DUBAI, United Arab Emirates — President-elect Joe Biden made it clear during his campaign that his administration would favor a return to the 2015 Iranian nuclear deal, reversing a cornerstone of President Donald Trump's foreign policy in the Middle East.
But after three years of "maximum pressure" under Trump's sanctions and dramatically deepened distrust between Tehran and Washington, that may be a lot further off than it sounds.
"No matter how desperate a Biden administration may be for a deal, it will be Iran's response that will matter more," Behnam Ben Taleblu, a senior fellow at the Foundation for Defense of Democracies, told CNBC shortly after the U.S. election.
Iranian officials have alluded to a return to the Joint Comprehensive Plan of Action (JCPOA), as it's formally known, on the condition that Washington makes some serious concessions and "compensates" Iran for the economic bludgeoning it took under Trump's sanctions. Iran's economy has contracted on average 6% each year since Trump unilaterally withdrew from the multicountry deal, brokered under the Obama administration to curb Iran's nuclear activity in exchange for sanctions relief.
"We can expect a Biden administration to attempt to put negotiations back on the table with Iran, but the main obstacle is that Iran itself may not be willing to negotiate," said Ryan Bohl, Middle East analyst at risk consulting firm Stratfor. "Not without notable U.S. concessions, which won't be popular even with a Biden presidency."
That could be "political poison" in the U.S. domestically, says Dave Des Roches, associate professor at the National Defense University in Washington, D.C.
"An incoming Biden administration will find that its toolbox is much smaller than it would have been for a Hillary Clinton administration in 2016," Des Roches said.
Trump's administration is currently doling out more sanctions on the Islamic Republic before its term is up, and while Biden could reverse many of these by executive order, "Iran is unlikely to be willing to go back to the JCPOA without some U.S. concessions, such as the lifting of sanctions on Hezbollah, missile programs, and Iranian human rights violators," he contended.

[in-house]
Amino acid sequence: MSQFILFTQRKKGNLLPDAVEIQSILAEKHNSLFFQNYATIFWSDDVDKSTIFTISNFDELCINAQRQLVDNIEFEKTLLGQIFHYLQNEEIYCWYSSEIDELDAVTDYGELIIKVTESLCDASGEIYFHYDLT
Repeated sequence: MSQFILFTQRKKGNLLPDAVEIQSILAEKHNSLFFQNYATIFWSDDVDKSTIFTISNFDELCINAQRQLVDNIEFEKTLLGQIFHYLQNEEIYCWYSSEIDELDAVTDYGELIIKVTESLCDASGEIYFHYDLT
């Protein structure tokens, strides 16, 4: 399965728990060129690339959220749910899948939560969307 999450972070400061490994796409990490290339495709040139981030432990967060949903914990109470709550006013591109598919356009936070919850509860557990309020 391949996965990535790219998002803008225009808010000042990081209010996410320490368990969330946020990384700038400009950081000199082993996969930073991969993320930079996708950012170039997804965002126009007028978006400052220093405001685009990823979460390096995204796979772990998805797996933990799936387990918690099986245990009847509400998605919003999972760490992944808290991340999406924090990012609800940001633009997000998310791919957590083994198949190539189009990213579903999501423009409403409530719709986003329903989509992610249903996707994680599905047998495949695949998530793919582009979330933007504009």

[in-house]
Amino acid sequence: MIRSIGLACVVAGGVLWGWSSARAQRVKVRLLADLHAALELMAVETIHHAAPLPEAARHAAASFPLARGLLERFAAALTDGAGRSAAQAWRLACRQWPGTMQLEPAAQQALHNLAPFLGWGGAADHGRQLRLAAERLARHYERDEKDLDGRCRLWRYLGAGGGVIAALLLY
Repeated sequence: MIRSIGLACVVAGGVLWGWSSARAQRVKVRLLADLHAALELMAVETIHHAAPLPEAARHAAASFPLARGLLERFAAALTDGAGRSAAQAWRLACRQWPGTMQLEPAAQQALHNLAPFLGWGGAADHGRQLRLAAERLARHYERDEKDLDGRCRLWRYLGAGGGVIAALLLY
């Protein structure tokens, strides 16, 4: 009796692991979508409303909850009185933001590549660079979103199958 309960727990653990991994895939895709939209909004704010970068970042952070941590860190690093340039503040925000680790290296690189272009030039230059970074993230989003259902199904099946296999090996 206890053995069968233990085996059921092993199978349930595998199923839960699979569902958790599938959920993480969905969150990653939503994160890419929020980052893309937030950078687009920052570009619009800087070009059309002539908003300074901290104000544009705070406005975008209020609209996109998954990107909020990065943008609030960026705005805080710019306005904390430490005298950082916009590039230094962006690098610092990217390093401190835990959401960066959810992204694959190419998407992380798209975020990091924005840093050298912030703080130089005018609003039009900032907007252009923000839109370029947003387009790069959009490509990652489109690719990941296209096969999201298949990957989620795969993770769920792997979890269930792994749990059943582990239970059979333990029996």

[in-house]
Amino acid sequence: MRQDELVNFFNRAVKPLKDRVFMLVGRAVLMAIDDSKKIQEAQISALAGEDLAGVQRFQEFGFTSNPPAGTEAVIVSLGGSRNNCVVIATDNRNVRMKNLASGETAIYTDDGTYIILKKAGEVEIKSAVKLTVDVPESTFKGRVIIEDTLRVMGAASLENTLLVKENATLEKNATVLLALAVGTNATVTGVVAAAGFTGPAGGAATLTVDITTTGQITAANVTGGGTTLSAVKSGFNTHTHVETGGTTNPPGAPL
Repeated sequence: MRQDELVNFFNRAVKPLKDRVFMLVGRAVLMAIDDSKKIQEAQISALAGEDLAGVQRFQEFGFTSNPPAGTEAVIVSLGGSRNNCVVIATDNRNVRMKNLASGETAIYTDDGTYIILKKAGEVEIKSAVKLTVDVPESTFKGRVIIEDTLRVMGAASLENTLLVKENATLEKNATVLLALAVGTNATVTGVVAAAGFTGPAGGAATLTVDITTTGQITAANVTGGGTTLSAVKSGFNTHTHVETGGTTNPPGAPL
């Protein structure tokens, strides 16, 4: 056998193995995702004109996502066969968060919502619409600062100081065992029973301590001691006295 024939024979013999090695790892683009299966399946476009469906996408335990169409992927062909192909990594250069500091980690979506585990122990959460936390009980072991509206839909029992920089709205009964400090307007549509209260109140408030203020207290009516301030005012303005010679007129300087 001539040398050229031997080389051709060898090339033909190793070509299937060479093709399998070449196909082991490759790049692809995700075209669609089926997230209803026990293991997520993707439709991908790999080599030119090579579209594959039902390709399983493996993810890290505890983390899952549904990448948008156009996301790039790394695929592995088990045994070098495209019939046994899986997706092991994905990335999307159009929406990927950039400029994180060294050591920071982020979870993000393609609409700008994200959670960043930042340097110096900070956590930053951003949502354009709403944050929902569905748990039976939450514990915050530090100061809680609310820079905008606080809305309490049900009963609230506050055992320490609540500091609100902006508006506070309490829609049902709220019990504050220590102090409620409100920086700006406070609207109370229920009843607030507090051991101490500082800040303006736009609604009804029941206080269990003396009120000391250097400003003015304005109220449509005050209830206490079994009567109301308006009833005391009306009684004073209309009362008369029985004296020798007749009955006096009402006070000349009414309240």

Iranian militant proxy activity in the Middle East and its uranium enrichment have only increased, rather than decreased, over the course of the maximum pressure campaign.
Biden wrote in September that as president, he would "offer Tehran a credible path back to diplomacy" and "strengthen and extend the nuclear deal's provisions, while also addressing other issues of concern," naming human rights and "destabilizing activities."
But with the possibility of a new and more hard-line Iranian administration taking power after Iran's June 2021 elections, and a highly distrustful Supreme Leader Ayatollah Ali Khamenei who has consistently criticized negotiating with Americans, achieving a broader deal that further constrains Iran's weapons development and support for regional proxies will be a serious challenge at best.
"Democrats don't want to simply cave to Iran," Bohl said. "Biden doesn't have great options with Iran."
Tehran has ramped up its low-enriched uranium production beyond the parameters of the JCPOA in response to U.S. breaches of its end of the deal, with activity dramatically increasing since the second half of 2019, though it has slowed in recent months. Following the implementation of the JCPOA in 2016, international nuclear regulators put Iran's capacity to produce enough fissile material for a bomb at one year away; now, experts say that timeline is down to three months.
Still, years of maximum pressure and an economy on the brink of collapse could force Tehran into negotiating, experts say. Iranian President Hassan Rouhani could try to push through a return to the deal before the June election if he gets Khamenei's approval, though that approval is anything but guaranteed.
But for Biden, the Iran deal is likely not a top priority post-inauguration: His first six months are set to be consumed with tackling the coronavirus pandemic and a battered U.S. economy.
And within the U.S., national security experts are skeptical of real compliance from Iran if Washington dives into the deal too eagerly.
"A Biden presidency is likely to offer some sanctions rollbacks to Iran to incentivize them to reenter nuclear talks and hopefully to enter talks about their regional behaviors," Kirsten Fontenrose, director of the Scowcroft Middle East Security Initiative at the Atlantic Council, told CNBC. "But we should probably expect Iran to take advantage of this initial goodwill rollback and to try to get as much as they can out of a Biden administration while giving very little themselves."
Meanwhile in Tehran, no matter how much goodwill might come from the Biden administration, the lingering worry that Trump or someone like him could return in 2024 will remain at the back of Iranian officials' minds.
"Whatever deal they do with Joe Biden, the next president could come and undo it, so how do they make it stick?" Amir Handjani, fellow at the Quincy Institute, told CNBC, describing Tehran's thinking. "That's going to be the real test for any deal. But any Iranian negotiator, who we do not envy, will have to go back to Iran and sell that to the supreme leader, to the Revolutionary Guards — very tricky to do."